You see a lot of people from big state universities complaining that we don't fund higher ed anymore. Can you imagine why non-college whites might not be in a hurry to send more tax money to College Town? Why they might think their kids are getting screwed?
This graph landed in my Twitter timeline thanks to Washington Post reporter Catherine Rampell:
Here's something similar from Gregory Korte of USA Today:
Why do they care? The notion that the media has to at least listen to the concerns of people who hate them is so strange. Why don't they just worry about selling me a newspaper? I subscribe to the Post, worry about me!
The Washington Post media guy, Erik Wemple, agrees that coverage of the Trump-Clinton race was screwed up.
But then he throws up his hands and says, "What can you do?"
News organizations might consider looking back and evaluating their roles in contributing to the Clinton email pile-on, though countermeasures will be difficult. That’s because instituting restraint in covering big stories grinds against the entire ethos of journalism in the Internet age, which preaches the virtues of publish, publish, publish, even when you have very little to say.
So, look for similar results the next time an outsider with a deep history of unethical, outrageous, misogynistic and racist conduct takes on a career Washington insider.
What if a competitor, call it The New York World, had the same resources as the Washington Post or the New York Times but was build on the business model of selling newspapers to Democrats like me? I wouldn't want them to lie. I wouldn't want them to ignore the most serious problems with Democratic candidates. But I would want them to ignore bullshit problems with Democratic candidates, as Matt Yglesias notes:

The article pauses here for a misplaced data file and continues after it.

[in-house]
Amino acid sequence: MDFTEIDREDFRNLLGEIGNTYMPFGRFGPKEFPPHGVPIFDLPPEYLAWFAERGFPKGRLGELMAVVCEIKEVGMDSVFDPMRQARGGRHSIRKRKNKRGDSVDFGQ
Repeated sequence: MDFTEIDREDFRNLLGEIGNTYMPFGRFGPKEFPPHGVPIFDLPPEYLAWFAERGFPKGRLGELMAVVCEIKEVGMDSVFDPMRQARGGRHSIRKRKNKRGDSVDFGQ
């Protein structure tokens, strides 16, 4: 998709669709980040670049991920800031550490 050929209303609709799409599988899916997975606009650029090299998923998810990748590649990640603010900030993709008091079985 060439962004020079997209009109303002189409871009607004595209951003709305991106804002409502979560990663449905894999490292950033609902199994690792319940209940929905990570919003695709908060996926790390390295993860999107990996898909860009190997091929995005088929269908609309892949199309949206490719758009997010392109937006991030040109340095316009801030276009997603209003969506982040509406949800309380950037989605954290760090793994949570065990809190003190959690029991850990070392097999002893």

In total, network newscasts have, remarkably, dedicated more airtime to coverage of Clinton’s emails than to all policy issues combined.
This is unfortunate because emailgate, like so many Clinton pseudo-scandals before it, is bullshit. The real scandal here is the way a story that was at best of modest significance came to dominate the US presidential election — overwhelming stories of much more importance, giving the American people a completely skewed impression of one of the two nominees, and creating space for the FBI to intervene in the election in favor of its apparently preferred candidate in a dangerous way.
I would want them to not repeat lies about Democratic candidates, as explored in 2007 in a Vanity Fair retrospective on the 2000 election:
Eight years ago, in the bastions of the "liberal media" that were supposed to love Gore—The New York Times, The Washington Post, The Boston Globe, CNN—he was variously described as "repellent," "delusional," a vote-rigger, a man who "lies like a rug," "Pinocchio." Eric Pooley, who covered him for Time magazine, says, "He brought out the creative-writing student in so many reporters.… Everybody kind of let loose on the guy."
How did this happen? ...Were the liberal elite bending over backward to prove they weren't so liberal?
The New York Times could continue to market itself to people who wanted to read garbage stories about Hillary. But I would be able to read a newspaper that didn't seem to hate me.
One very Newtonian definition of science (popular with economists):
Science is about theories that make testable predictions.
This is obviously true of physics: the theory of gravity predicts that an object falling to Earth will accelerate at a rate of 9.8 meters per second, squared.
This is true in biology, too. The theory of evolution by natural selection predicts that if we look into the past we will find species that change over time. It predicts that over long periods of time we will see the species around us change in the future.
Notice that the physics example predicts the specific events while the biology example explains the events without being able to make specific predictions. Biology explains the future, but unlike physics, it doesn't predict the future.
For example, an exciting area of study in biology is called "the microbiome". Basically every big living thing in the world is itself home to a whole world of smaller living things. Humans live on the surface of the earth. That's our biome. But a ton of bacteria live on our skin and in our stomach. Those bacteria inhabit our microbiome. Obesity seems to be tied to something wrong with our microbiome. Turns our coral reefs have microbiomes, too, and sick or "stressed" coral have microbiomes that are out of whack. From A Grand Unifying Theory Of Unhealthy Microbiomes: